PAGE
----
Flu is a common infectious viral illness spread by coughs and sneezes. It can be very unpleasant, but people will usually begin to feel better within about a week. Flu – short for influenza – circulates all year round, but it is especially common in winter, which is why it is also known as ‘seasonal flu’.
Some of the main symptoms of flu include: a high temperature (fever) of 38C (100.4F) or above; tiredness and weakness; a headache; general aches and pains; and a dry, chesty cough. However, the flu vaccination by injection, commonly known as the ‘flu jab’ is available every year on the NHS to protect adults (and some children) at risk of flu and its complications. Specific groups of people who should have the vaccination every year include pregnant women, people with diabetes or respiratory conditions, carers of elderly people, and children aged from two, up to and including those in school year three** via the nasal spray vaccination programme.
“I hadn’t had the flu vaccination – I am never ill so I never thought that I would be susceptible to becoming as poorly as I did.” Laura said. “So now I want to raise awareness to everyone to say that if you are offered the flu vaccine please take it because it doesn’t matter what age you are or how fit and healthy you think you are; the fact that you are offered it is because you are at greater risk and I wouldn’t want to see this happen to anyone else.
“Everyone who is offered it should get the jab, if not to prevent yourself from getting the flu, to prevent spreading it to your loved ones or anyone in our care at the hospital – remember that the flu vaccine can save a life.”
Jan added: “I wouldn’t want anyone to go through what we had to go through as a family. I’ve always had my flu vaccination but I now make the time to do it as soon as the vaccine comes in.”
Dr Rob Dyer, Medical Director of Torbay and South Devon NHS Foundation Trust, said: “Laura’s story clearly demonstrates how important it is for those eligible to receive the flu vaccination to vaccinate themselves. Flu can be incredibly serious and affect even the fittest and healthiest of people yet a lot of people assume that they will be fine and ‘it’s only flu’.
“There are many myths that surround flu vaccination yet the flu vaccine is the single best protection against flu. The flu jab cannot give you the flu as the adult vaccine doesn’t contain live viruses. A very small number of people may experience side effects such as aching muscles, but this is simply the immune system responding to the vaccine. You need the vaccine every year as it is adjusted each year to reflect the strains of the virus circulating.
“We are particularly keen for all of our frontline health and care staff to be vaccinated each year as, without any knowledge of it happening, they could give flu to the patients/service users that they are taking care of as well as their work colleagues; potentially causing severe complications or even death. A recent study indicates that up to 77 per cent of people with flu have no symptoms. I really would encourage all those eligible to receive the vaccine to do so to help you to stay well this winter.”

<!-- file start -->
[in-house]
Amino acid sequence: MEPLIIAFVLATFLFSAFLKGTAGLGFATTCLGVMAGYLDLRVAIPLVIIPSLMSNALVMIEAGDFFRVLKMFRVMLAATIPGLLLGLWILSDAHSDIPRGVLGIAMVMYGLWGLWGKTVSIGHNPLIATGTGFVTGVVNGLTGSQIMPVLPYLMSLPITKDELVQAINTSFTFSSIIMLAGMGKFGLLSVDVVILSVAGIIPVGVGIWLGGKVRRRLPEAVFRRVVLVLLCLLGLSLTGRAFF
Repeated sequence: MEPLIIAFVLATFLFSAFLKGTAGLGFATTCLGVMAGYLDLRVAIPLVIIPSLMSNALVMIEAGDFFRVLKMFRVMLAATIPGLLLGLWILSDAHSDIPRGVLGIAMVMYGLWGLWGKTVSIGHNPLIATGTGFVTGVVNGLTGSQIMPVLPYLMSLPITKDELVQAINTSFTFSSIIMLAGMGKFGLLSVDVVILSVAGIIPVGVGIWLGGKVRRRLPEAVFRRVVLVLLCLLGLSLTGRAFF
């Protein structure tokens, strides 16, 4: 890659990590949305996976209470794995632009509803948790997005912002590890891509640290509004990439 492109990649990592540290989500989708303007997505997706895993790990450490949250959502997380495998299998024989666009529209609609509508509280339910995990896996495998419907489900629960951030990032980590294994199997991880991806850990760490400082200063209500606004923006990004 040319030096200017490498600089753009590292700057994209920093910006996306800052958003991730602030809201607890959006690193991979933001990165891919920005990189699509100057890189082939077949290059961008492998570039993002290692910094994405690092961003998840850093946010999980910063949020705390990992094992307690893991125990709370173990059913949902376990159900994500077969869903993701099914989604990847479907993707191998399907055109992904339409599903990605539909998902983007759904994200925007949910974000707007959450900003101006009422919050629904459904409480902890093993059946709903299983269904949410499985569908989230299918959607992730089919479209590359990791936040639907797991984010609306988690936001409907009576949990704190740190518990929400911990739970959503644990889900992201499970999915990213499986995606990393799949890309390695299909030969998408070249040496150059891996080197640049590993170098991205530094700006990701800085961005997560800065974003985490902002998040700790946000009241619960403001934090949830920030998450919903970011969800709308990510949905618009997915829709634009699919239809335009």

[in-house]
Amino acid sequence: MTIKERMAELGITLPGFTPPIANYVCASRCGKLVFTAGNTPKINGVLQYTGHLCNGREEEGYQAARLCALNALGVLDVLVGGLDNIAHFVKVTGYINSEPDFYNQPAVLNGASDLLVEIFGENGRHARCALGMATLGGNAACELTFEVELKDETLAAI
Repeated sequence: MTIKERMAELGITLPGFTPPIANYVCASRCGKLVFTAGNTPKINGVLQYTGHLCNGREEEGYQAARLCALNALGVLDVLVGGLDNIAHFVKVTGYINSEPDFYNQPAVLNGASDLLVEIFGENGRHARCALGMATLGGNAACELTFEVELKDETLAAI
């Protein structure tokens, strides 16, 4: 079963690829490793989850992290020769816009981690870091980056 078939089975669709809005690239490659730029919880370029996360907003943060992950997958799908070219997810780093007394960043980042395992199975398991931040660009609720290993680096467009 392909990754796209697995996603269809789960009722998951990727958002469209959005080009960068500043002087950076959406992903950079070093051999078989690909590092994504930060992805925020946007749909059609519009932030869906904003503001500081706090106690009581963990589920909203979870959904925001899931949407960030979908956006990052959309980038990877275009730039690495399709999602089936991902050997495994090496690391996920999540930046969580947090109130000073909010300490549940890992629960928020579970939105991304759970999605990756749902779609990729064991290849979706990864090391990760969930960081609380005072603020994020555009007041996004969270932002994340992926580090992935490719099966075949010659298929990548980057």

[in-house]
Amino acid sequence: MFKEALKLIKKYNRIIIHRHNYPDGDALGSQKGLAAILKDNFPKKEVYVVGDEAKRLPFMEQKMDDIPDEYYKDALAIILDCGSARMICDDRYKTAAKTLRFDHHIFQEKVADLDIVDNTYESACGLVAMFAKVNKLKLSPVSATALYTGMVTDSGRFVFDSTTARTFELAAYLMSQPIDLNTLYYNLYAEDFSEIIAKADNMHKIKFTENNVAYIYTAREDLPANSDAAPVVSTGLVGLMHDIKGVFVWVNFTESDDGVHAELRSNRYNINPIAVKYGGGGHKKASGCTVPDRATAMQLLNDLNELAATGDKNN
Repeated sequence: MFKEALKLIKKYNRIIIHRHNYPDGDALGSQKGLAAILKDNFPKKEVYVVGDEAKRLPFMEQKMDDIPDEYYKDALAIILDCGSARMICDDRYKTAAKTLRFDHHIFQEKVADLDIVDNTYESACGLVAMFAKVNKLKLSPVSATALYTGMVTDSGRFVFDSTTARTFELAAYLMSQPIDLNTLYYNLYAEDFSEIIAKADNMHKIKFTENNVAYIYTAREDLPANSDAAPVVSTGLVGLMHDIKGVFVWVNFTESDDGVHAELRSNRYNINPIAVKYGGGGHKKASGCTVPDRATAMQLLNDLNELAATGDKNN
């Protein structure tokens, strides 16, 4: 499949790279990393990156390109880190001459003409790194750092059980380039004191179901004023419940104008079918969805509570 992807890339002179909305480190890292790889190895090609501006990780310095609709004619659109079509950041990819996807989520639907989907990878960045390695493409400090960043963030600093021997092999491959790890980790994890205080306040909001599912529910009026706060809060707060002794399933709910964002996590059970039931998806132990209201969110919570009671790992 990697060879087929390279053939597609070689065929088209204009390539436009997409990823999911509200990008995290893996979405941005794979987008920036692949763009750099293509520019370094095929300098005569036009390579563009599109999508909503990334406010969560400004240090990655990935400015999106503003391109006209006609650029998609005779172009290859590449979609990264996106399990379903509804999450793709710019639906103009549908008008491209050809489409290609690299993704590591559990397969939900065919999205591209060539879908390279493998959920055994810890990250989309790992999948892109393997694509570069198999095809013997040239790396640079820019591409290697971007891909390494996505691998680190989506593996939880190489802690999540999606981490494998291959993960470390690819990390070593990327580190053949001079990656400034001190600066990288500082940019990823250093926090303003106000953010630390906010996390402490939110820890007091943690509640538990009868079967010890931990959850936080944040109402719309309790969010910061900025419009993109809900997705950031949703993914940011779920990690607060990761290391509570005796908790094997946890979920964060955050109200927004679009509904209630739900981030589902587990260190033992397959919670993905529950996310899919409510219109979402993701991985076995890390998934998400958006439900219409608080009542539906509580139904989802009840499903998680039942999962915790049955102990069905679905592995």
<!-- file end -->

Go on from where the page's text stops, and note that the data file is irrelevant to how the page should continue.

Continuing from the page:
Members of the public not eligible to receive a free flu vaccine can visit numerous supermarkets and pharmacies in the local area and pay a small fee for the vaccine should they wish to inoculate themselves.
Public Health England estimated that an average 8,000 people die from flu in England each year. Some years that figure reaches 14,000.
Further information on the flu vaccination, and the specific groups of people who should have the vaccination, can be found on NHS Choices: www.nhs.uk.
Photos show Laura whilst she was in intensive care, Laura receiving her flu vaccination this year and Laura at work with her mum, Jan.
*The ECMO machine will drain the blood from the vein, add the oxygen and remove the carbon dioxide, warm the blood and then return the blood to the artery and “pump” the blood through the body. This method allows the blood to “bypass” the heart and lungs, allowing the patient to rest and get better.
** In the autumn/winter of 2016-17, the vaccine will be available free on the NHS for eligible children, including:
- children aged two, three and four on August 31 2016 – that is, children born between September 1 2011 and August 31 2014
- children in school years one, two and three
- in some parts of the country, all primary school-aged children will be offered the vaccine as part of a test programme
- children aged 2 to 17 with long-term health conditions
- Over the next few years the programme will be extended gradually to include older children.